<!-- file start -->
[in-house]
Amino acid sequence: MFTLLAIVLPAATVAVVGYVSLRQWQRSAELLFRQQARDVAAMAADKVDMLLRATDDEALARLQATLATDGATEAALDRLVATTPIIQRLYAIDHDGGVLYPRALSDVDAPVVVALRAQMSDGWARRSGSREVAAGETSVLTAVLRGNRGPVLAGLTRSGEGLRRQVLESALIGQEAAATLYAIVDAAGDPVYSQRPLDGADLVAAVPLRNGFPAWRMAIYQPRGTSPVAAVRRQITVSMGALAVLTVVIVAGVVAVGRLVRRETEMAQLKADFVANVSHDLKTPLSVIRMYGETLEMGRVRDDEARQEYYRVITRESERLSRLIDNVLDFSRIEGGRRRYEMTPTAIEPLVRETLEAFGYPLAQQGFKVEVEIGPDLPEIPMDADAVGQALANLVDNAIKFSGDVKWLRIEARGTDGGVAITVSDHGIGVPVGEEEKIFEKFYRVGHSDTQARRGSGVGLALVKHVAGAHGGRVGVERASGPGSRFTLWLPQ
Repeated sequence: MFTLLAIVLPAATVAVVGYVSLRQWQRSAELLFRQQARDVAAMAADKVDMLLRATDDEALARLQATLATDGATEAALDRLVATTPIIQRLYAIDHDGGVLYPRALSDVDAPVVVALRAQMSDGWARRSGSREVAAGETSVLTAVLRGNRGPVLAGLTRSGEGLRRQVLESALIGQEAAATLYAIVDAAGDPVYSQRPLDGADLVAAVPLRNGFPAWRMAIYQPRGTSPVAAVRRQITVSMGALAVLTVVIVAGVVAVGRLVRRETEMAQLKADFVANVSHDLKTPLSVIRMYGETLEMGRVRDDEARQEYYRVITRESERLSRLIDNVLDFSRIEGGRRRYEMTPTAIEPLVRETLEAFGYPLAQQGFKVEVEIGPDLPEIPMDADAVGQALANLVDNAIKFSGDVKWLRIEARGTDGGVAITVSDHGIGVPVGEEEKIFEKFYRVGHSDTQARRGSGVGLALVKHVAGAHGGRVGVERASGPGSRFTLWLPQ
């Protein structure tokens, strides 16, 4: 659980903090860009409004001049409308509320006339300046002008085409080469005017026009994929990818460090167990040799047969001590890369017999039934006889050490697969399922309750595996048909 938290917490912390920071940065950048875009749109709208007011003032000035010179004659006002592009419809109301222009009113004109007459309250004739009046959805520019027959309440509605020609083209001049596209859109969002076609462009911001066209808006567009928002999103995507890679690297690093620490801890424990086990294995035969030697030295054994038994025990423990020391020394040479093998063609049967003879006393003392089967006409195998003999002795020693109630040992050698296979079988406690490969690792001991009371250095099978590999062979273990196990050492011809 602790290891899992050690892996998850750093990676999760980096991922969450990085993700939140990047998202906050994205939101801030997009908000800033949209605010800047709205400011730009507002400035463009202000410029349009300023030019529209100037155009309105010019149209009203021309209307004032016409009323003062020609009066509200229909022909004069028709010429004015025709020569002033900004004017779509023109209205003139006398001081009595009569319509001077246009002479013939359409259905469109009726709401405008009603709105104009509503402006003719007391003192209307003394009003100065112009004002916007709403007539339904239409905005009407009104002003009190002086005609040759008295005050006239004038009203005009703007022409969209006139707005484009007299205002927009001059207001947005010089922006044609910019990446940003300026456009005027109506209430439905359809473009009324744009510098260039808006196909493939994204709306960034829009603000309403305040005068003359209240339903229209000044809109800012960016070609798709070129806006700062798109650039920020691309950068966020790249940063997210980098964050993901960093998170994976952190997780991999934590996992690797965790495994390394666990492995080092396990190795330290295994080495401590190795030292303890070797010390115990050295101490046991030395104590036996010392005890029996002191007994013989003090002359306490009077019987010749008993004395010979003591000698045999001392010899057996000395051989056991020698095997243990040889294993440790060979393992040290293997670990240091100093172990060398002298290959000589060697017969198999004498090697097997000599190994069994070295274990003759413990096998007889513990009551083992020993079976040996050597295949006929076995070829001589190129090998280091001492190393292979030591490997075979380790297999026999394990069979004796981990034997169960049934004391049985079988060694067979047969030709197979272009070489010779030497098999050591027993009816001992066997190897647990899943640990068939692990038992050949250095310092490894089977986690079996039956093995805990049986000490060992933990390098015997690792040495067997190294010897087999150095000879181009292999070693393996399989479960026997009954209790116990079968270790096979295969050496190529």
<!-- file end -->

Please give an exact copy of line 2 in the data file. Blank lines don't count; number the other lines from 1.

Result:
Amino acid sequence: MFTLLAIVLPAATVAVVGYVSLRQWQRSAELLFRQQARDVAAMAADKVDMLLRATDDEALARLQATLATDGATEAALDRLVATTPIIQRLYAIDHDGGVLYPRALSDVDAPVVVALRAQMSDGWARRSGSREVAAGETSVLTAVLRGNRGPVLAGLTRSGEGLRRQVLESALIGQEAAATLYAIVDAAGDPVYSQRPLDGADLVAAVPLRNGFPAWRMAIYQPRGTSPVAAVRRQITVSMGALAVLTVVIVAGVVAVGRLVRRETEMAQLKADFVANVSHDLKTPLSVIRMYGETLEMGRVRDDEARQEYYRVITRESERLSRLIDNVLDFSRIEGGRRRYEMTPTAIEPLVRETLEAFGYPLAQQGFKVEVEIGPDLPEIPMDADAVGQALANLVDNAIKFSGDVKWLRIEARGTDGGVAITVSDHGIGVPVGEEEKIFEKFYRVGHSDTQARRGSGVGLALVKHVAGAHGGRVGVERASGPGSRFTLWLPQ